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Killing Floor Guitar Lesson (Howlin' Wolf)

I’ve noticed some of the most unbelievable guitar sounds come from guitarists who play without a pick.

There is just something about fingerstyle that automatically creates a unique tone.

So today I want to share with you an example of that in this Howlin’ Wolf “Killing Floor” guitar lesson.

Plus we’ll also unpack some of Hubert Sumlin's (Wolf’s guitarist) go-to chord shapes, how he used double-stops, and also the blues scale. 

So make sure you’re in tune and let’s dive in! 

Who wrote Killing Floor? 

"Killing Floor" is a classic blues song that has become an influential and widely covered track in the history of blues and rock music. It was written and originally recorded by Howlin' Wolf, the legendary blues singer and guitarist, in 1964. 

The song is a powerful and intense representation of the Chicago blues style, which Wolf was known for.

Wolf's commanding and soulful vocals, combined with his distinctive growling sound, give the song a raw and raspy quality. His powerful delivery perfectly captures the pain, anguish, and determination expressed in the blues, making it a standout performance in his discography.

The band and arrangement showcase a driving and relentless rhythm. 

"Killing Floor" quickly gained popularity and went on to influence a wide range of artists across various genres. It has been covered by numerous musicians, including The Electric Flag, The Jimi Hendrix Experience, and many others. Hendrix's electrifying rendition of the song at the Monterey Pop Festival in 1967 further solidified its status as a classic in the world of blues and rock music.

Killing Floor Chords

To play "Killing Floor" you’ll only need 3 chords A7, D7, and E7. The song follows a classic 12-bar blues progression in the key of A.

Here are the shapes Sumlin’ used. 

A7 can be played at the 5th position like this:

D7 can be played with the same grip just shift it up to the 10th position like this:

Finally, E7 can be played by shifting the same shape up yet another 2 frets to the 12th position like this:

So just one shape shifted around the neck can get you all the chords you need.

These chords make up what we call the I, IV, and V chords in the key of A.

Let's next take a look at the theory and function of these in a blues progression in the key of A.

A7 Chord:

In a blues in the key of A, the A7 chord is the I (first) chord. It serves as the home or tonic chord and establishes the key of the song. As the primary chord in the key of A, the A7 chord provides a sense of resolution.

When playing a basic 12-bar blues progression in A, the A7 chord is typically the first chord of the progression, starting on the 1st bar and lasting for four bars. It anchors the beginning of the progression and sets the tone for the rest of the blues sequence.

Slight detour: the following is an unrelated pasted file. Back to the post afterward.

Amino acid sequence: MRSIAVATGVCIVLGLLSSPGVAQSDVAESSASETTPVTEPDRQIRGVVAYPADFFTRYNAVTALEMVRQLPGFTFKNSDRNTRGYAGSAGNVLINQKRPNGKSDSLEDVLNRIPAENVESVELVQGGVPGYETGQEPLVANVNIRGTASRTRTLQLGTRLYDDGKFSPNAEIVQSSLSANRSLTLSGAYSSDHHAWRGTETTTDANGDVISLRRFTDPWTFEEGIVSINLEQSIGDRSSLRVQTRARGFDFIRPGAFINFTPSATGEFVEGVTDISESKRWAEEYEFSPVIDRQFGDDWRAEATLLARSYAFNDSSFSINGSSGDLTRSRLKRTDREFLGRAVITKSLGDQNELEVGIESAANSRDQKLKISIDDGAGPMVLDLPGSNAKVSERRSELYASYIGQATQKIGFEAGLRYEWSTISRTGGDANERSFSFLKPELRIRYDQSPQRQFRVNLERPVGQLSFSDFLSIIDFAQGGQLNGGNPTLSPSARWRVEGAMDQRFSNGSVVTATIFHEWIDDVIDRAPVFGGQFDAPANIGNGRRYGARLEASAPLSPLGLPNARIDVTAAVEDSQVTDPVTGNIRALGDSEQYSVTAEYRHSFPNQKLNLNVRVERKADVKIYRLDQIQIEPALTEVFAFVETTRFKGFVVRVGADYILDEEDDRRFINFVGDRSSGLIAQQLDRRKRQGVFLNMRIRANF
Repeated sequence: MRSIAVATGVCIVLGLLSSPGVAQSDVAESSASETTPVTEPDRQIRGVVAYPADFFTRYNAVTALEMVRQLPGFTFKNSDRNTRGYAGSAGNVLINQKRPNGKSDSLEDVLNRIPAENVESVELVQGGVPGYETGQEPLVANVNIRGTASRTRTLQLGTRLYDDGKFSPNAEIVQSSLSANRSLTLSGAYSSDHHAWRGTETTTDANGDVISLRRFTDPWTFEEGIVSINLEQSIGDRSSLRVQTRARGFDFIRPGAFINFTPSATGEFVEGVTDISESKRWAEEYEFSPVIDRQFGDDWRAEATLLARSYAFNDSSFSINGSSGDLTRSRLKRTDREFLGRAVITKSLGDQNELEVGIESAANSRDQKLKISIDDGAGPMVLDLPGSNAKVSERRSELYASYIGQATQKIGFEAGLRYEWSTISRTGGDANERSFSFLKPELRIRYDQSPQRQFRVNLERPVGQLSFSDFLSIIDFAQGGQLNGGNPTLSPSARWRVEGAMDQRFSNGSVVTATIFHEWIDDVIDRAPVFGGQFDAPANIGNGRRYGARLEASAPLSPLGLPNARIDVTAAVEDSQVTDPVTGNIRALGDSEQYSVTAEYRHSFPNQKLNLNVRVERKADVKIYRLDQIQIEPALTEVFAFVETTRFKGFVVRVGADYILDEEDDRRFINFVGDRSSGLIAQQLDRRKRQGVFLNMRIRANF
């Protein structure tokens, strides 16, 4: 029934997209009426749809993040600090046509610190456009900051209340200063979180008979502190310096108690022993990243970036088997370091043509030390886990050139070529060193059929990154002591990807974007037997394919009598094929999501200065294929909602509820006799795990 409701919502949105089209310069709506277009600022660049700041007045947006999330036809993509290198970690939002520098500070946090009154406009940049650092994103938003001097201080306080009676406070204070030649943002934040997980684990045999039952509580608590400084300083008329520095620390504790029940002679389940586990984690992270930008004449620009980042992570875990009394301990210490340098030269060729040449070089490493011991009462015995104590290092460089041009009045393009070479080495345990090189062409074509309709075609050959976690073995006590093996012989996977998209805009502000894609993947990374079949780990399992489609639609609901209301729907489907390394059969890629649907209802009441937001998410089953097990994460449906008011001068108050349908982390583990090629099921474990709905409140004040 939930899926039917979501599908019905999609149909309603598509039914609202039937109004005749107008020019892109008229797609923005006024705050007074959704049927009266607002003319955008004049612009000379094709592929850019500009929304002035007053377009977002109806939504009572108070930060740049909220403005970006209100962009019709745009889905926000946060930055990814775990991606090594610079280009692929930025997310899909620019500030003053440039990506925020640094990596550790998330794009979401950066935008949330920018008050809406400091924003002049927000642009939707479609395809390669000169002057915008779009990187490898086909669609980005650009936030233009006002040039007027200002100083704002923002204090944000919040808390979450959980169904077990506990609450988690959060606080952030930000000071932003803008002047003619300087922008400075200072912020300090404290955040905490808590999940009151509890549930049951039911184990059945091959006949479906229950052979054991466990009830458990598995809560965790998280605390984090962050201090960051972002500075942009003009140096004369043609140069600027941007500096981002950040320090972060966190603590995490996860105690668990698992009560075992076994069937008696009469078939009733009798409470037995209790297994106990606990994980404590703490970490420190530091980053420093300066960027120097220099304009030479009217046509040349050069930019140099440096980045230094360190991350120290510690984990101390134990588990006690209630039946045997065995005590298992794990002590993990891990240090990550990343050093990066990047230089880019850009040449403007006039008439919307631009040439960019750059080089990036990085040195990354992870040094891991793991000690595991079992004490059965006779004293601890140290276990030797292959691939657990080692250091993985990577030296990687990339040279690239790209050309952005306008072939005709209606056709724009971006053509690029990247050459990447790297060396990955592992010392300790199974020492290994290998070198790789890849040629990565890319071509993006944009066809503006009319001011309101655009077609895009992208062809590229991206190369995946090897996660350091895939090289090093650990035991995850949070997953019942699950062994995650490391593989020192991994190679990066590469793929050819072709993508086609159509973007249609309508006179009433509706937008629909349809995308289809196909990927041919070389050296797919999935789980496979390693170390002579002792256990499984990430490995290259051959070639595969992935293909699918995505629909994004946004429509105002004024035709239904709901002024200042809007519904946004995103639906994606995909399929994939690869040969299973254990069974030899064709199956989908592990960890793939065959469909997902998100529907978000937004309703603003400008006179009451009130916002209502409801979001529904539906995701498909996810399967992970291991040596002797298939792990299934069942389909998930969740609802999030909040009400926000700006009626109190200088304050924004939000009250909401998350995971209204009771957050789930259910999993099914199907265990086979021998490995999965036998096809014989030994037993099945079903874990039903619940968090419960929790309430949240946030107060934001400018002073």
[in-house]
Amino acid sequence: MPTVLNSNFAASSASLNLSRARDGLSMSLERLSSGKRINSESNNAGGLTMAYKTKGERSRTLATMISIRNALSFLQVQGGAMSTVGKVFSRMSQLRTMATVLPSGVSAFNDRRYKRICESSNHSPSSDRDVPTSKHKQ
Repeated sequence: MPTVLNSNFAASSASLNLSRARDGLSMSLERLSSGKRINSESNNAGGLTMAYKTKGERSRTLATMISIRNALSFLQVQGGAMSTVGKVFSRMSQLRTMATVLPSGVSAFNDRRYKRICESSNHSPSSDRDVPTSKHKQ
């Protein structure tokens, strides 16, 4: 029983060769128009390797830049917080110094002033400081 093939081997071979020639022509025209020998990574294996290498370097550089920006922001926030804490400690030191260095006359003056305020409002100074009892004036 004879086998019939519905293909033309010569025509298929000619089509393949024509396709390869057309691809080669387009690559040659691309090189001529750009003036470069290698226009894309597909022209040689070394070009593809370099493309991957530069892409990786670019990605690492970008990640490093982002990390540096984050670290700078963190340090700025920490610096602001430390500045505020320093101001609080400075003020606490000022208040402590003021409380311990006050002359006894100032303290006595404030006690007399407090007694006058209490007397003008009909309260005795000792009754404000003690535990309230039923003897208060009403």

D7 Chord:

The D7 chord is the IV (fourth) chord in the key of A. This chord is the subdominant chord and creates tension that eventually resolves back to the I chord (A7).

In a standard 12-bar blues progression, the D7 chord appears in the 5th bar and is held for two bars. Its function is to introduce a harmonic change and add variety to the progression. This gives the music a sense of movement. 

E7 Chord:

As the V (fifth) chord in the key of A, the E7 chord is the dominant chord. It is the most tension-building chord in the blues progression and plays a crucial role in leading back to the I chord (A7). 

In a 12-bar blues in A, the E7 chord typically appears on the 9th bar and lasts for one bar, followed by the D7 chord in the 10th bar. And then back home to A7 in the 11th bar. This movement back to A7 creates a strong sense of resolution and is often what we call the “turnaround” progression.

Overall, the A7, D7, and E7 chords form the backbone of a classic 12-bar blues progression in the key of A. 

Altogether the 12-bar blues in A would look like this: 

A7    | A7    | A7    | A7    |

D7    | D7    | A7    | A7    |

E7    | D7    | A7    | E7    | 

But one unique thing about “Killing Floor” is Sumlin kicks the whole tune off by starting on the turnaround progression. He begins in bar 9. This sets up the band to come in at the top of the 12-bar form.

E7    | D7    | A7    | E7    |

Another move in the style of Sumlin is to play the above dominant 7th chord shape but create a simple melody by taking the pinkie finger on and off and barring in the chord like this:


This next example shows how Sumlin would use double-stops over the A7 (I chord). A double-stop is where two strings are played simultaneously, producing two notes that harmonize with each other. These double-stops are “6ths”. This means they are six diatonic scale steps apart. 

This same type of approach can be taken over the D7 (IV chord) as well.

Killing Floor Scales

The primary scale for soloing over this song would be the A minor blues scale. This scale would be the following notes: A, C, D, Eb, E, and G.  Here is how to play it at the 5th fret:


"Killing Floor" remains an iconic blues masterpiece that has had a lasting impact on the history of blues and rock music. Howlin' Wolf's powerful performance, combined with the driving rhythm and funky guitar work, continues to resonate with audiences across generations.

For guitarists, jamming "Killing Floor" will give their playing an edge, and also reinforce timeless blues concepts. Concepts like 12-bar blues progressions, double-stops, the blues scale, and a lot more.

So…remember to take it one step at a time and when you’re ready try to play it along with the recording. And for more great blues guitar lessons check out this post on 101 best blues songs to learn on guitar next.

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